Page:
The Kennet and Avon Canal, a great waterway spanning Britain from Bristol to Reading, recently celebrated a prestigious milestone. In 2010, the canal reach its 200th anniversary of completion, and the waters of Wiltshire are just as busy and active today as they’ve ever been.
The canal is maintained, publicised and enjoyed by a devoted group of eco enthusiasts. Since 1951, the Kennet & Avon Canal Trust has worked alongside the Riparian Council and British Waterways to ensure that one of Wiltshire’s most versatile and enduring attractions remains well cared for. The Trust gained charitable status in 1962, and played a large part in the restoration of the area to its former greatness.
Giving Something Back
The Kennet & Avon Canal Trust assembled vast teams of volunteers who were willing to roll up their sleeves and help make the old waterway great again – a trend which continues to this day. Under expert guidance, the volunteer teams worked tirelessly to renovate the canal, until the job came to an end in 1990. As just reward for the hours of dedication that the Trust and company had put in, the Queen herself made an appearance to declare the canal officially opened to the public once more.
Since then, the charitable volunteer work has continued as enthusiastically as ever. Teams of walkers take along sacks to collect discarded cans and other litter along the banks of the canal, and great care is taken of the landscape along its length.
To promote the canal’s great historical importance, as well as to celebrate its role as a community centrepiece, the Trust works with local councils and governments to organise public events. Over the years these have included barge conventions, raft races and bridge-building competitions, and are considered one of the community’s oldest traditions.
Today the canal’s eighty seven and a half mile length is open to any who wish to traverse it. This is due in no small part to the volunteers who worked so hard to repair all aspects of its functionality, including edging and pumping stations.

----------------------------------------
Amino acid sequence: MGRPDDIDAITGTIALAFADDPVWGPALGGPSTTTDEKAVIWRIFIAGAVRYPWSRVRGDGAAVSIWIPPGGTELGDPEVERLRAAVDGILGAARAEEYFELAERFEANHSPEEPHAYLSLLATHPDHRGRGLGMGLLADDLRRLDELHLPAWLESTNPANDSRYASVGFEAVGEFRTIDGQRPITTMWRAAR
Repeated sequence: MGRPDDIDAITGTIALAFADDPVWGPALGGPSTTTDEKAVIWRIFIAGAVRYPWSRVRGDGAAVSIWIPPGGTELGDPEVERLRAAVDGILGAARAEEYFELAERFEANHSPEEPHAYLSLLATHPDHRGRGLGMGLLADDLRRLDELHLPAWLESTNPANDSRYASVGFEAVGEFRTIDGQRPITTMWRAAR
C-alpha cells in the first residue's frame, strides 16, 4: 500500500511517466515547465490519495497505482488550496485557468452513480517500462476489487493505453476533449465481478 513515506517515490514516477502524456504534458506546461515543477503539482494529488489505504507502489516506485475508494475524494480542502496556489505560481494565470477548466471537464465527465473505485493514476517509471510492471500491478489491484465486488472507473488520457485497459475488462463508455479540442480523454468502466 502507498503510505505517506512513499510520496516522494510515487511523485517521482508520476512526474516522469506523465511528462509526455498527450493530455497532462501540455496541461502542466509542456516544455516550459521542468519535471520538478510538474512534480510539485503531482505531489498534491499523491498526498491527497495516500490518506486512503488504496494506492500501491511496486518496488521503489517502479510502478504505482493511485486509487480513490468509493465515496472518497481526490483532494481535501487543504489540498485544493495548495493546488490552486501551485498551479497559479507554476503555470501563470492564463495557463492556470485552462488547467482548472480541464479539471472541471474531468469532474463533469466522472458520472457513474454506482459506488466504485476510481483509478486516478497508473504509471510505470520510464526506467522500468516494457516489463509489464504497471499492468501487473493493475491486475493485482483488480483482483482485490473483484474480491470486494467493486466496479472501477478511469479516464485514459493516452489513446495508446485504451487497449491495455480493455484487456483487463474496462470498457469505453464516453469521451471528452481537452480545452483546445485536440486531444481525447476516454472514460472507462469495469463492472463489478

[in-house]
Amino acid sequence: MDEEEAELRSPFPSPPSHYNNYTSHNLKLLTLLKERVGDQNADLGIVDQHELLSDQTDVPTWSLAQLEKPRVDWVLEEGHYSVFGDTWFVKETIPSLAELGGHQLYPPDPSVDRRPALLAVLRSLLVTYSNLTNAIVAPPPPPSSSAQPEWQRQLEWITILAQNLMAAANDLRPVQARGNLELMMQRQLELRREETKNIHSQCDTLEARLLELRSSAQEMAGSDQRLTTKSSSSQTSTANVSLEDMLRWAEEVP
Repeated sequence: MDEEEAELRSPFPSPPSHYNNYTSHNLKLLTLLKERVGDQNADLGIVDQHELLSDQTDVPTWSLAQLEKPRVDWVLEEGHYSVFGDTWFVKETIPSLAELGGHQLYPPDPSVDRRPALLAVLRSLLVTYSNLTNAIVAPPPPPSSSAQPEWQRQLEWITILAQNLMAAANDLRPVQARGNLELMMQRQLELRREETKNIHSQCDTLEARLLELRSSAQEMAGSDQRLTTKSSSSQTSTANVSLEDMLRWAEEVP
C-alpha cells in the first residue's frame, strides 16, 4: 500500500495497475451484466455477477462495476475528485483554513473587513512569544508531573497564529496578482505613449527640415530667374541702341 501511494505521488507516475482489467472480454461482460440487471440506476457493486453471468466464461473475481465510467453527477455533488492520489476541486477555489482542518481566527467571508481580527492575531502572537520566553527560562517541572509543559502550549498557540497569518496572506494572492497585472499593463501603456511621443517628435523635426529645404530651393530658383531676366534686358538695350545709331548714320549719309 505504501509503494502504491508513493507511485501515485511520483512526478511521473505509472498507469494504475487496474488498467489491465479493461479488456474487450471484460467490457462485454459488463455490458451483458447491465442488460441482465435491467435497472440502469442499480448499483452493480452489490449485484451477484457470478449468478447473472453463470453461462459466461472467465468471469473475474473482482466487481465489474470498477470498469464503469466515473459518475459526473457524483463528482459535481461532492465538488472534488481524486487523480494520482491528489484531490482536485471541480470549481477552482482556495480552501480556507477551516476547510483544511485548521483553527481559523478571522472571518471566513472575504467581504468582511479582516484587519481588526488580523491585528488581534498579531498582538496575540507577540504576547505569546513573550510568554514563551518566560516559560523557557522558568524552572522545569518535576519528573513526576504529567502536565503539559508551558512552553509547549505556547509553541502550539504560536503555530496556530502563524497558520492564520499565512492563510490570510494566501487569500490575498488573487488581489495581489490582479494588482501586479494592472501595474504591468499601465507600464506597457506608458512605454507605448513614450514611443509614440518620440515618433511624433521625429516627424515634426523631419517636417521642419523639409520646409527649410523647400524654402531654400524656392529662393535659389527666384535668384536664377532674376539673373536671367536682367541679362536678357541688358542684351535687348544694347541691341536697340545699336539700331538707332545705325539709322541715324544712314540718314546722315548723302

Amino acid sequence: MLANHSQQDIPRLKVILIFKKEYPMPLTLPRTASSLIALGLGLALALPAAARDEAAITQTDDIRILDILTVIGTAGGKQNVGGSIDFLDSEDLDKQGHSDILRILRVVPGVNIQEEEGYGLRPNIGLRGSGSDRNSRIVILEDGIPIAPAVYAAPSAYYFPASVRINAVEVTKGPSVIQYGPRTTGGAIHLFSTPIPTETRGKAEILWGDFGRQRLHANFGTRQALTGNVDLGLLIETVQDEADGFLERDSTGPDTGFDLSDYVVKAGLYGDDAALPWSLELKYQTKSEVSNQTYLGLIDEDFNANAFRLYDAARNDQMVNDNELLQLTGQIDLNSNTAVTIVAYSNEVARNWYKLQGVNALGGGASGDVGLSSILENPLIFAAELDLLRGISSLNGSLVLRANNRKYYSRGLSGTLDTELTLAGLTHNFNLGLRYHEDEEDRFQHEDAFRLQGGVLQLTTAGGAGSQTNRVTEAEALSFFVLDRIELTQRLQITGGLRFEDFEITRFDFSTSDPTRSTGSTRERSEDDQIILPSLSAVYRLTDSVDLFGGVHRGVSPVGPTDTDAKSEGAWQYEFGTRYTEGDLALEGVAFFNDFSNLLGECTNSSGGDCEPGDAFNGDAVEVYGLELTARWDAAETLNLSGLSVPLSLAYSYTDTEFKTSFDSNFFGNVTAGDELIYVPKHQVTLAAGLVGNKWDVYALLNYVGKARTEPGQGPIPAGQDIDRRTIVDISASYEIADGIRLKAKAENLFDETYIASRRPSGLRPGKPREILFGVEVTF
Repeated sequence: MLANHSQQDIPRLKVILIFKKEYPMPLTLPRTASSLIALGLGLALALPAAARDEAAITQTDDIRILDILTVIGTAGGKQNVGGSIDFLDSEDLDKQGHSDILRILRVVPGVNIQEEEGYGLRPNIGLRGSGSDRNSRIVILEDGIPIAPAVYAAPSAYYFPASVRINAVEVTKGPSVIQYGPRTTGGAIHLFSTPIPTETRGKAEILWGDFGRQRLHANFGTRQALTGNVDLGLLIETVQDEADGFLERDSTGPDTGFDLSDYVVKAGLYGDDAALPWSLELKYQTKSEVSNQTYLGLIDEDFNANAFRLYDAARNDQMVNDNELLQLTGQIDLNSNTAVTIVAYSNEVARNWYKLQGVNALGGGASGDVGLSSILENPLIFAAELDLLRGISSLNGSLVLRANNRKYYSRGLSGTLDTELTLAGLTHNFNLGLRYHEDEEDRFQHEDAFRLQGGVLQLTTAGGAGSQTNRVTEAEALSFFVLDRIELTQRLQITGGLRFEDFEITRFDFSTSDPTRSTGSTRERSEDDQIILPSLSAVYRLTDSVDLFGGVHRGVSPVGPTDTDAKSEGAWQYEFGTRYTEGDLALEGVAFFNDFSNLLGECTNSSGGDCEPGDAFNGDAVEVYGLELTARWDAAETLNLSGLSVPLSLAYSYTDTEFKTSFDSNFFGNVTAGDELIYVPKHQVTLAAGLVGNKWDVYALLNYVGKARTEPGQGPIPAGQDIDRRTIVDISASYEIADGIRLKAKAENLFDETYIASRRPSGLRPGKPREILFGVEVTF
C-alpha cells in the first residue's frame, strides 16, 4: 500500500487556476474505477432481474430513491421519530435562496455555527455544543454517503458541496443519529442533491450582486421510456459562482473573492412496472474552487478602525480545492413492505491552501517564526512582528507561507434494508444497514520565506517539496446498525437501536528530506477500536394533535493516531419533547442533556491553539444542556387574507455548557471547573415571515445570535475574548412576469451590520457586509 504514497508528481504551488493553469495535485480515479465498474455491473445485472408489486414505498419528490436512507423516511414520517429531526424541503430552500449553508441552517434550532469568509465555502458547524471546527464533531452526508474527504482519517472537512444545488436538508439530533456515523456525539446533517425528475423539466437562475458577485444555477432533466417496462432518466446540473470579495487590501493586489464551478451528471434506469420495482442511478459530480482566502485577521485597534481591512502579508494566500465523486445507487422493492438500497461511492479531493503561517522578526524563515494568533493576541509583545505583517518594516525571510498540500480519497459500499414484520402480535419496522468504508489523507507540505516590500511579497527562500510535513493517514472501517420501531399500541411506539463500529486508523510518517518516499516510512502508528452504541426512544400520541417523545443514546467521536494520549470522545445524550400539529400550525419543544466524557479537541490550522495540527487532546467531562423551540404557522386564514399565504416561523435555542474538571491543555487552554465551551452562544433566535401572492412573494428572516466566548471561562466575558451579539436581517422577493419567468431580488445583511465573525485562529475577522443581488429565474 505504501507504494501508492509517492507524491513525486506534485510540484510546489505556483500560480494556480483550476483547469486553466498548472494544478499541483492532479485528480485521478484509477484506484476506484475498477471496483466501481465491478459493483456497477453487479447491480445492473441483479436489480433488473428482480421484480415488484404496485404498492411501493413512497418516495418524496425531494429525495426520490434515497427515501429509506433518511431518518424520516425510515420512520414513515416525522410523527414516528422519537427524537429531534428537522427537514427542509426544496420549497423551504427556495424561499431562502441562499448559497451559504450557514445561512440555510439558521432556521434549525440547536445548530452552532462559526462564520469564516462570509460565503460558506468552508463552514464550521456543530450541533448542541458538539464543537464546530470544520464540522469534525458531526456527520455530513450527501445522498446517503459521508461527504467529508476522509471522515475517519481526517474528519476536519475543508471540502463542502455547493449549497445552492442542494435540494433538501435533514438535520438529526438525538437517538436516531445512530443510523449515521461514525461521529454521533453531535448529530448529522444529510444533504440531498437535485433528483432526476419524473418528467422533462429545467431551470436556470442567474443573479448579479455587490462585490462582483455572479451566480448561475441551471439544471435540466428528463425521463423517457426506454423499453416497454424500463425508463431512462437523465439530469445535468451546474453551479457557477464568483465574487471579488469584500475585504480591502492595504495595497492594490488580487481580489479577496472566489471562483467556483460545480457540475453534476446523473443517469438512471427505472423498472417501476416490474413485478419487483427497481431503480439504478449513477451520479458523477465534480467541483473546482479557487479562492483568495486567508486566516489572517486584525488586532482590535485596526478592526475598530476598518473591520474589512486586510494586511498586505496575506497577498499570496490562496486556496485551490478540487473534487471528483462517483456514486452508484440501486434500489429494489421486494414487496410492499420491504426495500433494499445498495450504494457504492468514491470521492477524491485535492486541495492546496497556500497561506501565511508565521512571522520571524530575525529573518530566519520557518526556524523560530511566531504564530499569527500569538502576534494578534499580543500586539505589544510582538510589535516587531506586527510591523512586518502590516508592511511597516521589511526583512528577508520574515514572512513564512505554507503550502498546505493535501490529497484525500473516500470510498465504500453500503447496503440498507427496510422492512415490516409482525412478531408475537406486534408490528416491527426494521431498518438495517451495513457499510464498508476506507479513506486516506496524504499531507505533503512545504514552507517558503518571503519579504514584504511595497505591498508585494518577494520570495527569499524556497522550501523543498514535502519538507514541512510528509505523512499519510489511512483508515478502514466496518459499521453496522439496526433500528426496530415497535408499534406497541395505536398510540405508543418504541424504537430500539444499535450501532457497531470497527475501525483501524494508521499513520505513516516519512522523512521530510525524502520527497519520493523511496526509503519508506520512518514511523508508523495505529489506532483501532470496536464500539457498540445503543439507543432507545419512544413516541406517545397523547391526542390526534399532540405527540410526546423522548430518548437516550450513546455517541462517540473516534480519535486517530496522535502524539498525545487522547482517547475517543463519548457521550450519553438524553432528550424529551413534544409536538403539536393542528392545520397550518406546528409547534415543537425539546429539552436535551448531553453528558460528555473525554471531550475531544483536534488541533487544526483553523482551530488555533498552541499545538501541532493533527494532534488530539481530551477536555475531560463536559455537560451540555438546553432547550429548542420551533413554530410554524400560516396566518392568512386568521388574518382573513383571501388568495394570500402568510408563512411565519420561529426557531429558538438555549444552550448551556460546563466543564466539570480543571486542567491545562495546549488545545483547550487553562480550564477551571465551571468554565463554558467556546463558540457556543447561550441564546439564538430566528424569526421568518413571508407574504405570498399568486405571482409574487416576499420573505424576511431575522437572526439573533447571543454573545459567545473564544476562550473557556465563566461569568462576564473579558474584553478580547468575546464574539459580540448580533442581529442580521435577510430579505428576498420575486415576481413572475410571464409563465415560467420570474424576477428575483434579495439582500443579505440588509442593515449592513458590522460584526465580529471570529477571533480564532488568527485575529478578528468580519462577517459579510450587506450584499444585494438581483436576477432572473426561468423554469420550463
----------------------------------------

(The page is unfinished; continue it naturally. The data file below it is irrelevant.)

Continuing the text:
The nearby Kennet river, which feeds the Kennet and Avon Canal, is an assigned SSSI – a site of special scientific interest. The title was awarded to the area due to the large amount of rare plant and wildlife inhabiting the area – many of these species live solely in areas in or surrounding chalk watercourses; of which the Kennet and Avon Canal is one of the last in the area. Wildlife in particular thrive here, even species whose numbers across the rest of the country are dropping. Water voles, brook lamprey and even brown trout are thriving in this body of water – which demonstrates the hope that the Kennet and Avon Canal represents for British ecology.
Taking Care of Our Surroundings
Tourism to Wiltshire is boosted considerably by natural attractions such as the Kennet and Avon Canal, but these attractions are important for many reasons beyond simple tourist income. Often sites of significant growth and diversity for unusual species of plant and wildlife, it’s imperative that we look to preserve these sites of natural and historial importance. Without dedicated visitors like the people who rebuilt the canal all the those years ago, these sites would once again fall into disuse. Appreciate our natural history by visiting one of these sites today – and if you can spare some time, ask about volunteer projects to keep them looking good!
For more information on Kennet’s natural features, you can visit the Wiltshire community website at http://www.kennet-communityweb.com/.